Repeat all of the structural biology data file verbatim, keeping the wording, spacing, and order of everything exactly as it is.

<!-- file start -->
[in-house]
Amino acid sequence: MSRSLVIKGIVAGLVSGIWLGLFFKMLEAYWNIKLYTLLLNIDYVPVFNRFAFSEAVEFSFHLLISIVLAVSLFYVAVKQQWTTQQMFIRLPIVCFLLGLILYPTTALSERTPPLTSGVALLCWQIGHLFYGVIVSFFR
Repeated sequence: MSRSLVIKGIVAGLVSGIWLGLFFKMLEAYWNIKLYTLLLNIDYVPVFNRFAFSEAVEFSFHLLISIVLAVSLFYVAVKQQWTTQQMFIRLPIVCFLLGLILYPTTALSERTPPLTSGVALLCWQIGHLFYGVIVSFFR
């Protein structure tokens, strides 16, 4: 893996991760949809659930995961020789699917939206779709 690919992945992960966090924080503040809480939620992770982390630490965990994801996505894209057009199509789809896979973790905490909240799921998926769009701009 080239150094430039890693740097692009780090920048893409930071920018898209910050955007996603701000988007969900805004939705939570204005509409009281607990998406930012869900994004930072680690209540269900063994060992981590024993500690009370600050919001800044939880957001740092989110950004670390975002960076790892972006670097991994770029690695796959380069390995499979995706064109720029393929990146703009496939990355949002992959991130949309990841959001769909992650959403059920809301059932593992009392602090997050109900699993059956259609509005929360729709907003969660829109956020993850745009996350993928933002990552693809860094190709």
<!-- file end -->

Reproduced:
[in-house]
Amino acid sequence: MSRSLVIKGIVAGLVSGIWLGLFFKMLEAYWNIKLYTLLLNIDYVPVFNRFAFSEAVEFSFHLLISIVLAVSLFYVAVKQQWTTQQMFIRLPIVCFLLGLILYPTTALSERTPPLTSGVALLCWQIGHLFYGVIVSFFR
Repeated sequence: MSRSLVIKGIVAGLVSGIWLGLFFKMLEAYWNIKLYTLLLNIDYVPVFNRFAFSEAVEFSFHLLISIVLAVSLFYVAVKQQWTTQQMFIRLPIVCFLLGLILYPTTALSERTPPLTSGVALLCWQIGHLFYGVIVSFFR
């Protein structure tokens, strides 16, 4: 893996991760949809659930995961020789699917939206779709 690919992945992960966090924080503040809480939620992770982390630490965990994801996505894209057009199509789809896979973790905490909240799921998926769009701009 080239150094430039890693740097692009780090920048893409930071920018898209910050955007996603701000988007969900805004939705939570204005509409009281607990998406930012869900994004930072680690209540269900063994060992981590024993500690009370600050919001800044939880957001740092989110950004670390975002960076790892972006670097991994770029690695796959380069390995499979995706064109720029393929990146703009496939990355949002992959991130949309990841959001769909992650959403059920809301059932593992009392602090997050109900699993059956259609509005929360729709907003969660829109956020993850745009996350993928933002990552693809860094190709």